For Immediate ReleaseOne of Seven Project Avid cyclist, hiker and adventurer Craig Fowler will be completing the bikepacking triple crown. The bikepacking triple crown consists of the Tour Divide 2709 miles, Colorado Trail, 530 miles and Arizona Trail 750 miles this Summer. Once complete Fowler will be the only person to have completed both the hiking and bikepacking triple crowns. He will be one of seven billion. Fowler completed the Appalachian Trail in 2001. Next he completed the Pacific Crest Trail 2007. He completed the Continental Divide Trail in 2015. Fowler is now one of about 500 people in the entire world to be a triple crown hiker. Fowler is no stranger to going big or dipping into the pain cave. He has completed multiple 100 mile mountain bike and 24 hour races. He is also a 4 time winner of the MAD Racing Men's Master A Cyclocross Championship and former Washington State Cyclocross Champion. It's Fowler's hope he can gain enough support to have a short film made show casing the two sports, six trails, their similarities and differences. A future book is possible as well. When asked about the where the idea came from Fowler had the following to say: "A small part came from the movie The Martian when Matt Damon talks about being the only person to ever be on a planet alone, but mostly it's just my desire to push myself and see new places. After the Appalachian Trail I knew it was just the beginning of a long journey."
Contact Info:Inquiries can be made at the One of Seven Project website contact page. Website - oneofsevenproject.com Instagram - @oneofsevenproject Twitter - @oneofsevenproj YouTube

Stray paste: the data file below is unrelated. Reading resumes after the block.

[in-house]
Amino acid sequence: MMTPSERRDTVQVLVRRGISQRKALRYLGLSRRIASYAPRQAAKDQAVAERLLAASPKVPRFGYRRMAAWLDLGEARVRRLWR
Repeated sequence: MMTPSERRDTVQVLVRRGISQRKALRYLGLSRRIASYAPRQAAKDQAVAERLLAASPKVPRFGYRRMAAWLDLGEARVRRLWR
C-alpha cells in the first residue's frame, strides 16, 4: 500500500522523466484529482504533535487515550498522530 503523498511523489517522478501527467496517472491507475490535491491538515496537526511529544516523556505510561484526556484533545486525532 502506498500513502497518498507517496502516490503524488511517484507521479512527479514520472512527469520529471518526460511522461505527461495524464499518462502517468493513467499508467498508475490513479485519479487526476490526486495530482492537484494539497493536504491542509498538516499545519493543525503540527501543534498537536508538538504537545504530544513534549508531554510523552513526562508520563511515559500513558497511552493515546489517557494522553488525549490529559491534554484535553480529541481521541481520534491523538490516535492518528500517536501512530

KATAHDIN Baxter Peak - Elevation - 5267 ft. Northern Terminus of the APPALACHIAN TRAIL A Mountain footpath Extending over 2000 miles to Springer Mtn. GeorgiaI read those words and my young mind was blown away that if I choose to I could walk from where I sat all the way to Georgia. Haven driven on vacations to Florida I knew how far that was. I was captivated by the idea. I turned to my father and asked, “Dad, do people really walk all the way from Georgia to here?” Before my father could respond a young man looking more like a bum than anything, proudly but not arrogantly announced “Yeah. I just did!”. I do not recall what I said to this but I can tell you what went through my mind. At that moment I just knew I would be that young man some day. I would stand atop of that same mountain, possibly even standing in the same spot feeling the joy and sense of accomplishment he was. I had no idea of knowing just how much further than Mt. Katahdin, the Appalachian Trail, and thru-hiking those words would take me. Throughout high school and college my love for cycling grew. I started riding and racing mountain bikes, then came road bikes and a little cyclocross. In college I started doing day hikes and short overnight hikes as well. After Bill Bryson's book "A Walk in the Woods" came out and my good friend Jim Slavin hiked half the AT in 2000, I was ready to start my own journey. That fall I moved home with my parents to save money to hike the AT. I started February 28, 2001 completed it on July 29, 2001 (153 days). In 2003 I hiked the Long Trail, completing my second thru-hike. (A side note: The Long Trail is part of what some call the Baby Triple Crown. It consists of the Long Trail, Colorado Trail, and the John Muir Trail. It's on my likes of triple crowns) With the thru-hiking bug, wanderlust, or whatever you want to call it in full bloom I moved to Seattle, Washington to be closer to the Pacific Crest Trail (PCT). After being in Seattle for three years it was time to hike. Not only did I thru-hike the 2655 mile PCT, I rode my bicycle 1800 miles down the west coast as a "warm up". When I reached Canada I got my bike back and rode 250 miles home to the very spot I started 161 days before (131 days of hiking finishing on August 29, 2007). While in the Pacific North West (PNW), my other love, cyclocross developed and became my favorite cycling discipline. After eight years I packed up again moving to Colorado to be closer to the Continental Divide Trail (CDT) and being a triple crown hiker. My cycling taste had changed during my time in the PNW to one that was more focused on exploring and covering ground. In the PNW it was all about racing. I lived and breathed racing. Just like in the PNW it only took a few years before I went thru-hiking again. In 2015 I completed my hiking triple crown by thru-hiking the CDT in 131 days. My thru-hiking triple crown consisted of 7574 miles. The bikepacking portion of the One of Seven Project will be roughly around 4000 miles. All said over 11,000 miles of human powered travel. I'll be One of Seven Billion. My adventure is mine, what's your's? (share your's below in the comments section.)